Four fresh faces bring Shetland Charitable Trust up to full strength
Four people have signed up as new trustees on Shetland Charitable Trust, the community charity spending £16.4 million this year on services to enhance quality of life in Shetland.
The new intake brings extensive experience of finance and project management to SCT, which has funds invested on world stock markets. Income from the investments helps pay for Shetland’s high standard of services in care homes, sport, the arts, heritage and the voluntary sector.
Joining up for a four-year term are:
- Susan Gray, head of finance and corporate services at Hjaltland Housing Association, which is a charitable organisation providing over 800 affordable homes throughout Shetland.
- Ewen Adamson, who runs his own civil and structural engineering firm CASE Shetland.
- Aaron Ferguson, working remotely in Shetland as an actuary at Lloyds Banking Group. He is a former adviser to pension scheme trustees and their corporate sponsors.
- Ryan Stevenson is contracts manager at marine engineering and boat-building firm Malakoff Limited and a recent trustee of Shetland Arts Development Agency.
The four new faces take SCT up to full strength with 12 independent trustees, filling two existing vacancies as well as those created by departing trustees Jolene Garriock and Alan Ockendon, who attended their last meeting on Thursday.
The other current trustees are chair Dr Andrew Cooper, Dr Ian Napier, Yvette Hopkins, Margaret Roberts, Robert Leask, Ryan Leith, Ken Harrison and Emma Miller.
Mr Leask was elected vice-chair at the meeting after Ms Roberts stood down from the position.
The SCT board consists entirely of volunteer trustees who receive no pay for providing advice and expertise to the trust board and its committees.
Marking the new appointments, chair Dr Cooper said: “Our public recruitment drive went well and we are delighted such good candidates have taken up the challenge. They are all keen to pursue the trust’s key aim of working to reduce social inequality and exclusion in Shetland.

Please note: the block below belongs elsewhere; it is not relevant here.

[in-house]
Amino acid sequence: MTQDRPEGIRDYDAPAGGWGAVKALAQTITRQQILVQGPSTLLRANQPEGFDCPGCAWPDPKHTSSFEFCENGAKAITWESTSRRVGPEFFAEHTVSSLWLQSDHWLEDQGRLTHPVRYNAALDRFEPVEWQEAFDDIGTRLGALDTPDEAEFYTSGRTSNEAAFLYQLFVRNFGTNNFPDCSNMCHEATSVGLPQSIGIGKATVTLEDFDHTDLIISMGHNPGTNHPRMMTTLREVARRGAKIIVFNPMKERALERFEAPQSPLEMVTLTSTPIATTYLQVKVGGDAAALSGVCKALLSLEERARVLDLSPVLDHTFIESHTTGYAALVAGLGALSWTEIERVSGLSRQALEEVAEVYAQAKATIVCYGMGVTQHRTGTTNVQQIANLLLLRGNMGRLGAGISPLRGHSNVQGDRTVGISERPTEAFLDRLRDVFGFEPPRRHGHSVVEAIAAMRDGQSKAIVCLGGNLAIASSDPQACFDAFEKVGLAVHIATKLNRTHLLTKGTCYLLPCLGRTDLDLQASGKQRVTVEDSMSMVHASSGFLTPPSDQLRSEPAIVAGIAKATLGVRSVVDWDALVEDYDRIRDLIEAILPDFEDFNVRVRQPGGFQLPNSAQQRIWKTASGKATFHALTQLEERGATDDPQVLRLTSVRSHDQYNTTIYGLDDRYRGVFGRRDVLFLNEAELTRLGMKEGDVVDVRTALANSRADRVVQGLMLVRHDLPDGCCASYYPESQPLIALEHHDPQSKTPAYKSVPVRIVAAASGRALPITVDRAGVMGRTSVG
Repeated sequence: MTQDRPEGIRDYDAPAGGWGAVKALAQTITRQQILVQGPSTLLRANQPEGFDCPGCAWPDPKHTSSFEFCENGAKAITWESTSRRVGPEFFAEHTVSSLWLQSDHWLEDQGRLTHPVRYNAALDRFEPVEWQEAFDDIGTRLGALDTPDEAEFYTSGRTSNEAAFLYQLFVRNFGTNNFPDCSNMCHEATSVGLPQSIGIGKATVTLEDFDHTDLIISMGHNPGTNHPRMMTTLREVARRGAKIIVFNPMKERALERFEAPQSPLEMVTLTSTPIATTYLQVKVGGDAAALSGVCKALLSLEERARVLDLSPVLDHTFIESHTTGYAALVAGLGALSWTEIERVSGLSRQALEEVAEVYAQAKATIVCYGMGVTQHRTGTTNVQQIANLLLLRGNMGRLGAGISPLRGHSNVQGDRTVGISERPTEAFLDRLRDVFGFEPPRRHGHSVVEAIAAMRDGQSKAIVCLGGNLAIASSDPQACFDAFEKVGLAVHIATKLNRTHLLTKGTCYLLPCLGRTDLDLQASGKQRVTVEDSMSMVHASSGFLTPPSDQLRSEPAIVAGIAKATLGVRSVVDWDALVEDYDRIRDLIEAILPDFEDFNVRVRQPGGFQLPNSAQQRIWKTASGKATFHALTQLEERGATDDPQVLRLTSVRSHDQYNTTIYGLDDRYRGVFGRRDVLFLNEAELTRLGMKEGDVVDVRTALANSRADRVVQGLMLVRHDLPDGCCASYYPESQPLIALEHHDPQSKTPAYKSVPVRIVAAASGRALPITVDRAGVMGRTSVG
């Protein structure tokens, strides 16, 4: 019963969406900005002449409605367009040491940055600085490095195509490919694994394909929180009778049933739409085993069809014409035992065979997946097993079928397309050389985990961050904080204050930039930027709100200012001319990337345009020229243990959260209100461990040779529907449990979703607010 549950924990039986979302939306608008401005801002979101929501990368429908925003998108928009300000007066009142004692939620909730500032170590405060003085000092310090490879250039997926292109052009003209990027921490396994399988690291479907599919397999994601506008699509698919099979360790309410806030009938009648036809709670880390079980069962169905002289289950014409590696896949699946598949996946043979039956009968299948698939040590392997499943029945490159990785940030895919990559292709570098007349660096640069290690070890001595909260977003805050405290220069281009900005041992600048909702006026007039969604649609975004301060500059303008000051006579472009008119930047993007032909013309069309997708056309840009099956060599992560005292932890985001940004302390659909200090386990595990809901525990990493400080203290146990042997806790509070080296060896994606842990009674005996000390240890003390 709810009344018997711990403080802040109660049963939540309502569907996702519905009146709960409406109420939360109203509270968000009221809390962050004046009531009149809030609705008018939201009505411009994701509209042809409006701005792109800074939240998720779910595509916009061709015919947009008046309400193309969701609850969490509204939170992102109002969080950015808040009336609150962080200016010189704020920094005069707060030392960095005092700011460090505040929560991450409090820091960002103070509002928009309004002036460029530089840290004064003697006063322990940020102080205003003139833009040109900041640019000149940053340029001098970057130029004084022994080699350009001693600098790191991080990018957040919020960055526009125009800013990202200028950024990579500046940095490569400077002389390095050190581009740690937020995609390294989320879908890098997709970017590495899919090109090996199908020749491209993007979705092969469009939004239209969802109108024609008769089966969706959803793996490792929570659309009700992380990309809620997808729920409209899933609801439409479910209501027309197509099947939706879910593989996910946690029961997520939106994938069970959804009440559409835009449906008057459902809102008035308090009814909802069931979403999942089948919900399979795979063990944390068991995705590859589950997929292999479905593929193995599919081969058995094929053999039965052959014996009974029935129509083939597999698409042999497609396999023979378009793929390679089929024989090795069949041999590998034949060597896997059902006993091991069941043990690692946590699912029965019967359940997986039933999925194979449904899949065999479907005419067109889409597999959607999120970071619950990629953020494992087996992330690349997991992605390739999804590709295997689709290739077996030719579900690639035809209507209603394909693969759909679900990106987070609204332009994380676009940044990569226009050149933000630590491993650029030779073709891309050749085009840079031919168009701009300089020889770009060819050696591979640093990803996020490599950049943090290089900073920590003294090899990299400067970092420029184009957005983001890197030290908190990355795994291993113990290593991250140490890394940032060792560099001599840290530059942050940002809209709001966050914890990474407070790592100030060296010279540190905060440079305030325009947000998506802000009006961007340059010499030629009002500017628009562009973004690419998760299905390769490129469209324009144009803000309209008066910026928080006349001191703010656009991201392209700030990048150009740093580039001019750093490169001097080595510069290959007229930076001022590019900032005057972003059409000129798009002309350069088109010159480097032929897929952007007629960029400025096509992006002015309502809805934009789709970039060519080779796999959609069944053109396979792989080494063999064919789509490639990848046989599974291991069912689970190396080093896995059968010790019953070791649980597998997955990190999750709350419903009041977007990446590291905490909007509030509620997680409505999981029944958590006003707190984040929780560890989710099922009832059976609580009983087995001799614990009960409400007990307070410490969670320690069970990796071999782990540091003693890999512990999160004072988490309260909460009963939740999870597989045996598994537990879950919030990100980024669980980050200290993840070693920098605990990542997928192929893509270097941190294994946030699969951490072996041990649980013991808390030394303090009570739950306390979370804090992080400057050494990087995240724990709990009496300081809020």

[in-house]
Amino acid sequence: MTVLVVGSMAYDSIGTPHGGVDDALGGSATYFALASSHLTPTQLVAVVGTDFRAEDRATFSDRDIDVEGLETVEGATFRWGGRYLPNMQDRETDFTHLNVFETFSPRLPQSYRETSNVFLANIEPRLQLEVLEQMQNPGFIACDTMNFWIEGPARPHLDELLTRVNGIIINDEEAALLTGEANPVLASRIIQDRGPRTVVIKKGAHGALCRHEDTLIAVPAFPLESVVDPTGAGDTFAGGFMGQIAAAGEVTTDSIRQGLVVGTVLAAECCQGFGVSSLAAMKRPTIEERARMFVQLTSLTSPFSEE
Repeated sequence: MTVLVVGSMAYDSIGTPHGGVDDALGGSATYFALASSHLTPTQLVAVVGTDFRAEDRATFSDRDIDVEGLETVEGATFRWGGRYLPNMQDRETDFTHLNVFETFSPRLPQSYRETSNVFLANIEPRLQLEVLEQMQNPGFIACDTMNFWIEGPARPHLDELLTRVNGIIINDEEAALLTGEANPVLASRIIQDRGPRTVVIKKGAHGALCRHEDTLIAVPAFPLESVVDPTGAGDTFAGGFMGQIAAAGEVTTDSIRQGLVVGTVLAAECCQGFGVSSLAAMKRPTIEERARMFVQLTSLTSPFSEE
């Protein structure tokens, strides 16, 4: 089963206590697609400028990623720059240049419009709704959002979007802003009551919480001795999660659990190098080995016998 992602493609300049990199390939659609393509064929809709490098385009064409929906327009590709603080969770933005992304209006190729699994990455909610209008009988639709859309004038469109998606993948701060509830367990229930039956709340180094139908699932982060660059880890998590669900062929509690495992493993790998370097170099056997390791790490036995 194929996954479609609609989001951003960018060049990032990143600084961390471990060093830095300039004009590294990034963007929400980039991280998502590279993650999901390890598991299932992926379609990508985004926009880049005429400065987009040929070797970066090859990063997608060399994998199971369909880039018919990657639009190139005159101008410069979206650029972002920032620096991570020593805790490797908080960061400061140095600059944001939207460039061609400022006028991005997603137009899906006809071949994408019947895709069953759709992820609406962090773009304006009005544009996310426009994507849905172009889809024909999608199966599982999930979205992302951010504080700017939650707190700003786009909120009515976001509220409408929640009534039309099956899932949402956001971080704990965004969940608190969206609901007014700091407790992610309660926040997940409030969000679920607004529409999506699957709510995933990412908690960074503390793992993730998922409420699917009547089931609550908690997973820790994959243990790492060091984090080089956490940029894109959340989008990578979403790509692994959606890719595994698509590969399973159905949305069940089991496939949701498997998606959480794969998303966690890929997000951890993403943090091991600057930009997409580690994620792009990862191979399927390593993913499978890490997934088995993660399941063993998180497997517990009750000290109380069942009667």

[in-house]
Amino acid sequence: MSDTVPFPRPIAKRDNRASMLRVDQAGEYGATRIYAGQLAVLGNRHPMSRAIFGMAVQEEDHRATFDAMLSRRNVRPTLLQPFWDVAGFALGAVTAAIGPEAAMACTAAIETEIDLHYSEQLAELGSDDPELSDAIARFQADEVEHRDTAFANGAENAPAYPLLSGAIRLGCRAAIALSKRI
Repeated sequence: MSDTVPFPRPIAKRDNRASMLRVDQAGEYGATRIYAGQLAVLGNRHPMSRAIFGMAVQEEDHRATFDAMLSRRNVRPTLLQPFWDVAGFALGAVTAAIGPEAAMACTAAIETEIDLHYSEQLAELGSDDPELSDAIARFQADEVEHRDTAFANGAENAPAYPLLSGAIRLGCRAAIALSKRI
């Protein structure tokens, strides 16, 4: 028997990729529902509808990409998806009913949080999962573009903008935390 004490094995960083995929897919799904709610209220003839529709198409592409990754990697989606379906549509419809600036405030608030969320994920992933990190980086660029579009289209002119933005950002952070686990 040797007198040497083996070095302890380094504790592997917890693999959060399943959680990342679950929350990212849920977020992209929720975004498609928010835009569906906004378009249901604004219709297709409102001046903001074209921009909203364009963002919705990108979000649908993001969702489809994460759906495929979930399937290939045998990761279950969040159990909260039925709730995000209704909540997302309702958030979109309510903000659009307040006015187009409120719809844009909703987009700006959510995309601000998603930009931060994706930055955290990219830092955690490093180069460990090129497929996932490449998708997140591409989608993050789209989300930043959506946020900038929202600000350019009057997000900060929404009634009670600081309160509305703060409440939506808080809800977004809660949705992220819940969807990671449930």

“Also, I have to say it is pleasing to see young Shetlanders wanting to put their energy into shaping their trust’s future.”
Responding to his appointment as a trustee, Mr Stevenson said: “I think the SCT has done a lot for Shetland and has played a significant role in developing the high quality of life that we all benefit from. I’m interested in learning more about how the trust operates and hope I can bring something to the role of trustee.”
Ms Gray is thankful for what Shetland has been able to enjoy in return for hosting the oil industry from the late 1970s. She said: "I’m passionate about Shetland and its future, having made the decision to move home to Shetland to live and work over 30 years ago. As someone who has benefited from the legacy of the oil industry, I feel I should be willing to contribute my time and energy to ensure this continues for the next generation."
Mr Adamson said he hoped his skills and enthusiasm could be an asset to the trust. Part of the reason he came forward was his appreciation of Shetland being a “fantastic place to live and work”.
“This fund has been a tremendous power for good over the years,” he said, “and I hope to work with the other trustees for the benefit of our isles. It is a responsibility which I do not take lightly, but I am excited to get involved and serve the community.”
Commenting on his appointment, Mr Ferguson said: "The SCT is an important resource for Shetland. I’m very glad to have this opportunity to contribute to the local community and to work to maintain the benefits that the trust delivers."
Since it was formed in 1976 with money from the oil industry, SCT has spent around £340m on the Shetland community. Among the most visible achievements from its funding are the network of leisure centres, rural care homes, Shetland Museum and Archives and the music venue and cinema Mareel.
Contact: John Robertson
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